March 31, 2008
Kathy and I spent all morning at the Heart Institute in Phoenix today. After a cat scan and several other procedures (all seeming to involve the placing of multiple sadistic oval tape strips planted on my chest and sides), then, with a simple "Sorry," the nurse ripped them off and sent me on to the next test, where another buxom nurse planted another row of electrode tape on completely different parts of my upper body (thankfully) and repeated the process.
The good news is the stents they put in at Kingman Regional are good to go and I won't have to have open heart surgery. I celebrated by taking a big fat nap.
The Long Road To the Final Wipeout
Even a week later it's kind of hard to believe a song I love almost killed me.
I first heard the Safari's "Wipeout" at Charlie Water's house in the summer of 1963. It was, and is, about the coolest drum solo ever. The drums are so crisp, the simple para diddles so effective. I went to Mohave Electric the next Saturday and bought my own .45 of the record ($!.08 Dad's account) and proceeded to learn the lick.
In addition to some glory (Surfer girls were way turned on by that drum beat) the song has given me a couple of humiliating experiences. The first happened when Charlie Waters, Wendell Havatone and I went to the Elks to hear a rival band The Gallows. They played "Wipeout" but the drummer, Sonny Alvarado, just played a straight rock beat through the drum solo interludes.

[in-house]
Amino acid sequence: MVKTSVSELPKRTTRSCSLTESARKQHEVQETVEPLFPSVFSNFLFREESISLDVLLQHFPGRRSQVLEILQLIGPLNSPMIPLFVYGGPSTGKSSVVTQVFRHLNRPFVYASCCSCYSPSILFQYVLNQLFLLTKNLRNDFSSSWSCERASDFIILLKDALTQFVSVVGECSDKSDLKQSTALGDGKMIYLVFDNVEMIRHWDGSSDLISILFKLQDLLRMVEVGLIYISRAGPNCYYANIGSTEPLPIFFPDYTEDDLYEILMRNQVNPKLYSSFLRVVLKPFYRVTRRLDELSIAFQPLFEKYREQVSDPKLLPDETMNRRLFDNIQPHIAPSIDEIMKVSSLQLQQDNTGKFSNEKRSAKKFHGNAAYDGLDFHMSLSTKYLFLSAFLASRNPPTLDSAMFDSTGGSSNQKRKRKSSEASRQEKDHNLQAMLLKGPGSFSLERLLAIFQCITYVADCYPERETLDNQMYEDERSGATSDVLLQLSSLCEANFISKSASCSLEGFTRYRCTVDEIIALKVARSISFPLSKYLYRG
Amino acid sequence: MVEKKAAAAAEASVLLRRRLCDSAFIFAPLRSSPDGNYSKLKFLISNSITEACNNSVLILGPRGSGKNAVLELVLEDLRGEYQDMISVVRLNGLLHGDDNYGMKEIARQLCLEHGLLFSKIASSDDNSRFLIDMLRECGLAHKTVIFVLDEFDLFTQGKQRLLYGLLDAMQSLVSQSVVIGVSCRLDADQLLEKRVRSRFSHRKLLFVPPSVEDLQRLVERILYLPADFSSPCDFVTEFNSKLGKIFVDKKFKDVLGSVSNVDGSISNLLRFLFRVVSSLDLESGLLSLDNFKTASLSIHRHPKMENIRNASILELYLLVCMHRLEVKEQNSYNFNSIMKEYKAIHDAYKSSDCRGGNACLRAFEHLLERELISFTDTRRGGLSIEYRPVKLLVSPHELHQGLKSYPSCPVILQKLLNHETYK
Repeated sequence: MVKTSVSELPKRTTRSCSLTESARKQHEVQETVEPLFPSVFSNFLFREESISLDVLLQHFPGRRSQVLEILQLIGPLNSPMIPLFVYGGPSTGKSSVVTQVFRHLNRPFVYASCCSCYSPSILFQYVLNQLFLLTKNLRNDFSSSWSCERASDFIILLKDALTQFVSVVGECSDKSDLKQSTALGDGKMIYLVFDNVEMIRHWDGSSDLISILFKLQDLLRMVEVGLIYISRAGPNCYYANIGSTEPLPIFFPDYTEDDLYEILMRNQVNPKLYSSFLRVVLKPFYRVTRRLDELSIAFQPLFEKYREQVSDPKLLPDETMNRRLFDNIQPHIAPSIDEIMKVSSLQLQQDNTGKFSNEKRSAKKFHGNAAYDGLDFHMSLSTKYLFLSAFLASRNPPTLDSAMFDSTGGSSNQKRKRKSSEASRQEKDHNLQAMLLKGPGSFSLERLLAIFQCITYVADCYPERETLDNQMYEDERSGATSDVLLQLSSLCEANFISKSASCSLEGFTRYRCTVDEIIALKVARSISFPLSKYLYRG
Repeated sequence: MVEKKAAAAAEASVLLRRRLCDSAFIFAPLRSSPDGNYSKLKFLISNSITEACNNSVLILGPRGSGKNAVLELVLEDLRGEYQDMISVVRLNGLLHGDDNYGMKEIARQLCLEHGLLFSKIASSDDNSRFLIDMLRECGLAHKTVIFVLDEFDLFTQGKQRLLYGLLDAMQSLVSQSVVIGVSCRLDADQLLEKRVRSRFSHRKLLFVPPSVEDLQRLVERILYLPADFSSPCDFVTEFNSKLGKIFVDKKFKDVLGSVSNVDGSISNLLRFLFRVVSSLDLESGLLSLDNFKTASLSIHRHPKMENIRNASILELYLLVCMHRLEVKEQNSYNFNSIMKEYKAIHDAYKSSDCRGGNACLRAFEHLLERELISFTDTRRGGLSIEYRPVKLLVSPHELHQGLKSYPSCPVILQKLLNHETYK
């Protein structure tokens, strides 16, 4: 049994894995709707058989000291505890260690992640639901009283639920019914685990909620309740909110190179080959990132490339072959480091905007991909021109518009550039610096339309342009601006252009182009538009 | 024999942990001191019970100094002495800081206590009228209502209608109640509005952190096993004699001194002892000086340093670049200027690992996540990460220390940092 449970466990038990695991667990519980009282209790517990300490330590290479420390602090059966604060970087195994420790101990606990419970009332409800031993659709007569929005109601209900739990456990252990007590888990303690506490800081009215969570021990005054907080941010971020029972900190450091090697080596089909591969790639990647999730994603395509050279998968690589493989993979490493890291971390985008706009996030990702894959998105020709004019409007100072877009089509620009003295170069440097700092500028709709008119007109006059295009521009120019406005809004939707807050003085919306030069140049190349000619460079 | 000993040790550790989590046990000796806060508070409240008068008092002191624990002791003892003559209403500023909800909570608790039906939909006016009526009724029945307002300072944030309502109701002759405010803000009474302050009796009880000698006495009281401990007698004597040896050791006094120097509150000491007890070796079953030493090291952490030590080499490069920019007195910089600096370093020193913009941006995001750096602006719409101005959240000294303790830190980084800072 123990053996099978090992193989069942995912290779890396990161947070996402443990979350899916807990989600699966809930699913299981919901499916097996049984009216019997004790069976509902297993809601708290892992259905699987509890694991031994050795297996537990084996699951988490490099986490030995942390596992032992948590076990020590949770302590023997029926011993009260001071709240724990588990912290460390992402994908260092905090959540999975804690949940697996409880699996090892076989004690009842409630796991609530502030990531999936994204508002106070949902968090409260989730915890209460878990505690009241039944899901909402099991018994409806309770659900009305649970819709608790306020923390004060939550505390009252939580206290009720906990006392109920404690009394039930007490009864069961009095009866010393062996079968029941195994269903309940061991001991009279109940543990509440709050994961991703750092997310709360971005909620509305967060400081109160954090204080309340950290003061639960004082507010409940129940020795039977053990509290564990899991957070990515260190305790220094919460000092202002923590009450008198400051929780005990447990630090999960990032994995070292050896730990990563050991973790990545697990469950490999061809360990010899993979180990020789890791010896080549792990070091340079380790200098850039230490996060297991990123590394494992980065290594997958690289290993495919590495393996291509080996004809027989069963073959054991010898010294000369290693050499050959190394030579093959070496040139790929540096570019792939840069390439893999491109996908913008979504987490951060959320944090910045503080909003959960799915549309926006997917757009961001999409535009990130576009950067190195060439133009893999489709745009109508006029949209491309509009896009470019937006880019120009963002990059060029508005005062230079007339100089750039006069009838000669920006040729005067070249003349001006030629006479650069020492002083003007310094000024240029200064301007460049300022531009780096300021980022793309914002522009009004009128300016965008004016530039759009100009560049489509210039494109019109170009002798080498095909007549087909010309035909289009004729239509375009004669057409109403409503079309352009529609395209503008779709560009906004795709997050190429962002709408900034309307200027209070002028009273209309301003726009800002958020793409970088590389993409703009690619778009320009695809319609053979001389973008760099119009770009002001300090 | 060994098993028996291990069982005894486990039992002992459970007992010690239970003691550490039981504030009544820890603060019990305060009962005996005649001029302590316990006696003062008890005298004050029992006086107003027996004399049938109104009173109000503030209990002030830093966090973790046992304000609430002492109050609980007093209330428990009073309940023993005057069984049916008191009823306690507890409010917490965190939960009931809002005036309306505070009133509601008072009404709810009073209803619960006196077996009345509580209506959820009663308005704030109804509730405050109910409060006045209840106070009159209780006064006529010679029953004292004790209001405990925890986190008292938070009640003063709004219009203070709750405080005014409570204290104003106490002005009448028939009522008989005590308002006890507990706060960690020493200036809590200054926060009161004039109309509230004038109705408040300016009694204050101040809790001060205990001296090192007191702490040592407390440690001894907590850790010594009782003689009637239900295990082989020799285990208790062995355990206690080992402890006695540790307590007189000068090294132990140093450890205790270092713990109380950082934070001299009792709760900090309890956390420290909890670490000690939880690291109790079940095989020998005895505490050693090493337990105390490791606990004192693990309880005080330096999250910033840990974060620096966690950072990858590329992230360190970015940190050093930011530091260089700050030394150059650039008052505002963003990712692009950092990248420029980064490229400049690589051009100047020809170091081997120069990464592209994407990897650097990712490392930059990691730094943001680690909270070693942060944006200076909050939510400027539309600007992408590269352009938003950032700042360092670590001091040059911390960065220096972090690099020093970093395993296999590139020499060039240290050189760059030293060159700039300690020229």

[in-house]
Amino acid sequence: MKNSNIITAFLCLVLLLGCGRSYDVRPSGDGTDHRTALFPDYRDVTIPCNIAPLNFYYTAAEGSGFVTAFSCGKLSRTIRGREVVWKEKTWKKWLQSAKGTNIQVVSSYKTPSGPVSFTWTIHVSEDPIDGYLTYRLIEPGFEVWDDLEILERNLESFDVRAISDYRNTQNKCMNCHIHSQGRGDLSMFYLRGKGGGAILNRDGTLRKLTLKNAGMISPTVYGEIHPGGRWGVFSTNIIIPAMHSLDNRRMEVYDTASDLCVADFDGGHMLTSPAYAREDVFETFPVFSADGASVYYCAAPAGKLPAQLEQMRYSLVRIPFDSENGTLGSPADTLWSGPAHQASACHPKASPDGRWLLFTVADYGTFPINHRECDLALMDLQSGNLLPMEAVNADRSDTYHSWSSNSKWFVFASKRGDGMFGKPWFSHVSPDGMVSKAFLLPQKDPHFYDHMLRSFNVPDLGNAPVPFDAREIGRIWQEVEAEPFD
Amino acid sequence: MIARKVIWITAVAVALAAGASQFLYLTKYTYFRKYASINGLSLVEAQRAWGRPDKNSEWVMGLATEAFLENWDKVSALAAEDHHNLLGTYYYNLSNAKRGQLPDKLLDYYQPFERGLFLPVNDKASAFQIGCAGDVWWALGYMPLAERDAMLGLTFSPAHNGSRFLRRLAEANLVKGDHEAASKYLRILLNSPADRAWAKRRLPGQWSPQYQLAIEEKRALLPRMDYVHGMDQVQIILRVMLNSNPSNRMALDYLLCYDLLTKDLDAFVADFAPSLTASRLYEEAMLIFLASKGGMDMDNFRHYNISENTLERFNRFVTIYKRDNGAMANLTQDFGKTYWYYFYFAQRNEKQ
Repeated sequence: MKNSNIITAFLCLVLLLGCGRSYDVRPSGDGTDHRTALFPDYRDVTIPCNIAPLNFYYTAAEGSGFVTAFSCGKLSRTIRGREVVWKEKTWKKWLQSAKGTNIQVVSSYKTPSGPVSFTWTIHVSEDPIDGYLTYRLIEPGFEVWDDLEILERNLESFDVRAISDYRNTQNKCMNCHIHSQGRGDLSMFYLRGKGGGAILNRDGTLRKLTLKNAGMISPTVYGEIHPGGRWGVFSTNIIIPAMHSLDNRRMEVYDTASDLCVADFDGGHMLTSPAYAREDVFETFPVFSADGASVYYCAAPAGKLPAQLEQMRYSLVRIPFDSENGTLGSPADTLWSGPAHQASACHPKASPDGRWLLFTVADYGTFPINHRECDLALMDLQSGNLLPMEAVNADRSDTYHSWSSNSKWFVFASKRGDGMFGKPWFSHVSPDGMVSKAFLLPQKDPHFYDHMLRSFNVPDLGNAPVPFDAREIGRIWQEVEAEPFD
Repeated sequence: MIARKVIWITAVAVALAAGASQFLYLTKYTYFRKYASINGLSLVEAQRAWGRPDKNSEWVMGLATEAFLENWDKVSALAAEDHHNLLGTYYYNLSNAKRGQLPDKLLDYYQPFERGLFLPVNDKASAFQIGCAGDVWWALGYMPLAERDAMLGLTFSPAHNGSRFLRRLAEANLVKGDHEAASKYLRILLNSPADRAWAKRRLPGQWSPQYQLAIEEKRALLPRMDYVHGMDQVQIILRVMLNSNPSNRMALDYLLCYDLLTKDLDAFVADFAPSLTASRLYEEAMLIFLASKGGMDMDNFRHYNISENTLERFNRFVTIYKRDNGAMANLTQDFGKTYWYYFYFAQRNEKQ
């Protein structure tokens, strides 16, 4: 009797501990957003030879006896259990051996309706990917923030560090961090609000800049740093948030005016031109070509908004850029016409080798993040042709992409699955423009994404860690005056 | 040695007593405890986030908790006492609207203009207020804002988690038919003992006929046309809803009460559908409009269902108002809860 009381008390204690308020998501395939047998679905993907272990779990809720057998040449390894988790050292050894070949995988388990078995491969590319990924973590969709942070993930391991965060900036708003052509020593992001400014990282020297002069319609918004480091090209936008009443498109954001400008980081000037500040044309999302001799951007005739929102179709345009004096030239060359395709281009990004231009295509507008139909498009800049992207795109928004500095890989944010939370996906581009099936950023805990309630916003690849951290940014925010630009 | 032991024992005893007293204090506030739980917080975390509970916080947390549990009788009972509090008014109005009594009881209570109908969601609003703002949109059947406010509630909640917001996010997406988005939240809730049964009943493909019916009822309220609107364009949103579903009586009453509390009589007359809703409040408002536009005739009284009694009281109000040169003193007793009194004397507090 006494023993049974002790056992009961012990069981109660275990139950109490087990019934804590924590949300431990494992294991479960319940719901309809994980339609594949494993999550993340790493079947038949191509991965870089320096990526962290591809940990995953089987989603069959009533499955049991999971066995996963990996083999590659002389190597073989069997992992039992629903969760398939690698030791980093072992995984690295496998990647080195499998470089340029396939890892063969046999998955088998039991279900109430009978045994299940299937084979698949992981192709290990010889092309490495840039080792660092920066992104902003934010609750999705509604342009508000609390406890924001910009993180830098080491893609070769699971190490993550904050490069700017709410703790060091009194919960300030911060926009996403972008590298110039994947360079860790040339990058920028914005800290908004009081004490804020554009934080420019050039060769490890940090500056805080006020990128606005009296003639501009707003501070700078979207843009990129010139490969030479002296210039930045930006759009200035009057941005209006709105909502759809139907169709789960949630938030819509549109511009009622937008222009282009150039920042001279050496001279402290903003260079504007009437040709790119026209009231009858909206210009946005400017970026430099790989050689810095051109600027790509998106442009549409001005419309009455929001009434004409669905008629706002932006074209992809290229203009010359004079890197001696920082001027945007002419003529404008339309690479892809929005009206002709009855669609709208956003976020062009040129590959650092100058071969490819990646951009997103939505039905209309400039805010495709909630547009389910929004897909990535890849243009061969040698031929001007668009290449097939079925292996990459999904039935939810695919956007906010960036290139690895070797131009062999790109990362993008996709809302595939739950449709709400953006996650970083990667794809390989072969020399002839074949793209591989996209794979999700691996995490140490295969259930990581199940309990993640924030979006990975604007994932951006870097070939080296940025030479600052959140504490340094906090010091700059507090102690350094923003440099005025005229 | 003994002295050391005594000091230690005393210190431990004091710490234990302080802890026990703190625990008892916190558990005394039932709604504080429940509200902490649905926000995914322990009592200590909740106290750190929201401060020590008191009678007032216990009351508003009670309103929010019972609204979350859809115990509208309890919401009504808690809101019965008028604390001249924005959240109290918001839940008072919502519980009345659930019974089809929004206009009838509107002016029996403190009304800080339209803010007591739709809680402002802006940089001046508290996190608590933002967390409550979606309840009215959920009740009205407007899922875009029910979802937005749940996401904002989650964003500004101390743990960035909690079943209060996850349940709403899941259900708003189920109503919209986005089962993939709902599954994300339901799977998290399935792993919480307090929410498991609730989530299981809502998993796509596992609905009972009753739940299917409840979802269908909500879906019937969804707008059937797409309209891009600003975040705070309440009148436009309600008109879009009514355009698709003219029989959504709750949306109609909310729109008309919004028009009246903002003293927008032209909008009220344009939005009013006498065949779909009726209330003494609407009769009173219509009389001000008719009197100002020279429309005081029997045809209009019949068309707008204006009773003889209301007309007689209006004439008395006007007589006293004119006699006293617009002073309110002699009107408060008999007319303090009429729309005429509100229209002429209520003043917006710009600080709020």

On the break, I asked Tinker, the leader of the Gallos, if we could set in (and show this crowd what the song should really sound like). We took the stage and I started the song and on the second verse I dropped a stick, couldn't find a replacement and the song died with a gimpy-one-handed fade.
Several months later, we had a gig at the American Legion and this obnoxious kid from Phoenix kept coming up and asking to set in on the drums. Wendell finally said to me, "Let him make a fool out of himself." So I gave him my sticks and the Kid got up on stage and proceeded to rip out a version of Wipeout I didn't even know my drums were capable of playing.
With my head, throbbing like a pea, I made two vows: "I will never ask to set in, and I will not allow anyone to set in on my drums.
Thanks Wipeout, these are amazing lessons about control, integrity and humbleness. Little did I know this iconic surfer classic had even more humbleness to teach me.
"I think I'd better gator."
—BBB's almost famous last words
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